Summing up the Rangers in the Past Month
Between rumors and speculation as free agency approaches, the 2012 NHL Entry Draft, and recent news coming out of the Rangers organization, it’d be hard to say that nothing hasn’t been going on in MSG since the Rangers’ postseason dismissal.
Marian Gaborik having shoulder surgery…This news surfaced in the wake of the Ranger’s postseason dismissal. After potting forty-one goals in a full eighty-two game season, Gaborik’s absence on the score sheet throughout the playoffs was concerning at the least to the New York faithful. He had just five goals in twenty playoff games and news of his pending surgery has finally put speculations behind his lackluster playoff performance to rest. Reports indicate Gaborik will be sidelined as long as six months, which won’t have him making his 2012-2013 regular season debut until November at the latest.
As the Ranger’s postseason campaign neared its unprecedented conclusion, Gaborik’s underachieving throughout their remarkable playoff run prompted the more frustrated of the Ranger’s faithful to exploit their desires to see the Slovak winger shipped off this offseason. Considering how Glen Sather’s significant contracting signings have a relatively brief shelf life (Scott Gomez, Wade Redden, Bobby Holik), perhaps Gaborik should consider this a blessing in disguise. Upon return he’s set up for the most opportune change at redemption to exorcize his dismal playoff performance with a strong and consistent return.
Gaborik isn’t a stranger to making the most of the time he plays in a season when you take his decorated injury history into consideration. In his years with the Minnesota Wild, Gaborik was limited to sixty-five games and forty-eight games in the 2006-2007 and 2007-2008 seasons and managed to accumulate thirty-eight goals and thirty goals during those respective spans. When he was limited to just seventeen games in the 2008-2009 season, Gaborik still managed to score thirteen goals and average over a point per game.
The Rangers at the draft…I would love to dedicate a full article to this topic but the timing is just way too off. With just four picks in the 2012 NHL Entry Draft, the Rangers selected two defensemen, a center, and a right wing. One of the themes behind their selections is definitely size and while it’s doubtful any of their picks will make the jump onto the big team come next season, they show a lot of promise. The Rangers selected defenseman Brady Skjei at twenty-eighth overall, who will be playing at the University of Minnesota this coming Fall. Skjei is dubbed more of a stay at home-type defenseman, not putting up many points but does a lot of the little things that don’t show up on the score sheet. A player like him you want to see develop at a steady rate. I’d say he’s about three or four years at most before he’s capable of making his NHL debut.
The Rangers selected big and speedy forward Cristoval Nieves at fifty-ninth overall. Personally, I’m more excited about the Rangers selecting Nieves because he more so suits what the Ranger’s current needs even though it might be some time before we see him make an appearance in the NHL. Nieves’ best qualities are his combination of size and speed. Dubbed the playmaking type, his upcoming year at the University of Michigan is going to be essential. Considering the tremendous upside he has and playing a forward position, I think Nieves has a higher probability of debuting in the NHL before first-rounder Brady Skjei, if he stays the course.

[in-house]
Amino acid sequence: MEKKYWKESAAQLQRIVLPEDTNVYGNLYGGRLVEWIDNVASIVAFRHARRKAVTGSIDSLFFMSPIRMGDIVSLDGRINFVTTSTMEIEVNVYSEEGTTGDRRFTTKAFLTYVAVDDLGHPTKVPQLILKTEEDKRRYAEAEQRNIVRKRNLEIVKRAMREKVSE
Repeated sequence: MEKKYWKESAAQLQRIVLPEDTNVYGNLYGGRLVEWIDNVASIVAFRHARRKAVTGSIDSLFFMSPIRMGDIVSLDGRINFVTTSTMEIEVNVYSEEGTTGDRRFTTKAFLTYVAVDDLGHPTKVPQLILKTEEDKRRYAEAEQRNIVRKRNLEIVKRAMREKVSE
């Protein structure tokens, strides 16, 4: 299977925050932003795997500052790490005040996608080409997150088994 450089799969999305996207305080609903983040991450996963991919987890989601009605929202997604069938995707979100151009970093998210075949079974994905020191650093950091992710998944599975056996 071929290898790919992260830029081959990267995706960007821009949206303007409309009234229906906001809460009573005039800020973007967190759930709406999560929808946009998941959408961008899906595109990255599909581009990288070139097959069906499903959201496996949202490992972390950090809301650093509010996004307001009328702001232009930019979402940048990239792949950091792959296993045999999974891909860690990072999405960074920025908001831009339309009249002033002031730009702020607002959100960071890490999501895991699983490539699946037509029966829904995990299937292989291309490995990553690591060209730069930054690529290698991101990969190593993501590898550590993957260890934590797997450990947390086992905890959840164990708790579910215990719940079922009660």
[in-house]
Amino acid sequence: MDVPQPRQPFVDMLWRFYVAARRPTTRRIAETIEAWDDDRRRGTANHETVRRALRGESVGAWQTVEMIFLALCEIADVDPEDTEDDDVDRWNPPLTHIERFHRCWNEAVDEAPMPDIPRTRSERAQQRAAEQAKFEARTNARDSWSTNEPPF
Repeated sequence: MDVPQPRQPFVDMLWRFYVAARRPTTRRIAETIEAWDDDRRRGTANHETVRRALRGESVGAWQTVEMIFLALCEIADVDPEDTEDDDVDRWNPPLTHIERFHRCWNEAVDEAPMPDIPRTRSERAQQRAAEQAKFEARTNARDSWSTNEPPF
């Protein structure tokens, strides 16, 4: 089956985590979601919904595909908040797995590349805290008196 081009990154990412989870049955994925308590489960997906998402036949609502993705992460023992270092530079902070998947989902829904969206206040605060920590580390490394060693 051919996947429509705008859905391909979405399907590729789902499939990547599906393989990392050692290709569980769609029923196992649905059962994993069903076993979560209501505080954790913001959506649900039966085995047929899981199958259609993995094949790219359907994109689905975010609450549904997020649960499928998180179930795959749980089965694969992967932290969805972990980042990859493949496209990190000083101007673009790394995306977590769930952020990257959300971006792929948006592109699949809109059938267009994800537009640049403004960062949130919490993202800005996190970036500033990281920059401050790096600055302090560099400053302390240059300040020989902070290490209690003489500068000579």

The Rangers maintained their theme of size for their final two picks and selected defenseman Calle Andersson a hundred nineteenth overall and right wing Thomas Spelling a hundred forty-second overall. Anderson plays a great two-way game and has a style of play that is best described as “simple” and gets the job done. Spelling is a large wing that has a knack for putting up points and will be playing in the Swedish Elite League this coming season. Both players are a few years away from being given any consideration by the big team but have a solid amount of upside that warrants the Rangers to keep tabs on them.
Brandon Prust done in New York…? About three days ago, Brandon Prust tweeted how he wished “management” wanted him back in New York as much as the fans did. This comes in the wake of reports that the Rangers and Prust are separated by a sizable margin in contract negotiations. Apparently Prust’s bold tweet is a reflection of how insufficient talks on getting the gritty winger signed really are. Production-wise, Prust is easily expendable (5G 12A 82GMS) but it’s everything else he does that would make his departure from the Rangers irksome.
If Prust truly is dead set on testing the market on July 1st and demands a salary exceeding what the Rangers are willing to offer him (Prust is supposedly demanding something like $2 million per), where could he end up? Prust will undoubtedly have a home in the NHL for the 2012-2013 season because I seriously doubt he jets off to the KHL or one of the many other professional leagues that Europe houses. If I had to pick a team when taking the circumstances surrounding Prust’s projected departure from New York into consideration, I wouldn’t be surprised if the Philadelphia Flyers take a run at him. The Flyers love two things that fits Prust’s criteria: They love spending money and they love to have physicality and grit on their team. If there’s any team that would be willing to give Prust the $2 million he allegedly desires, I can see the Flyers being that team. Philadelphia is very deep offensively and while he would probably be a fourth liner at best with them he would assuredly have a defined role on the team.
Hockey This Week
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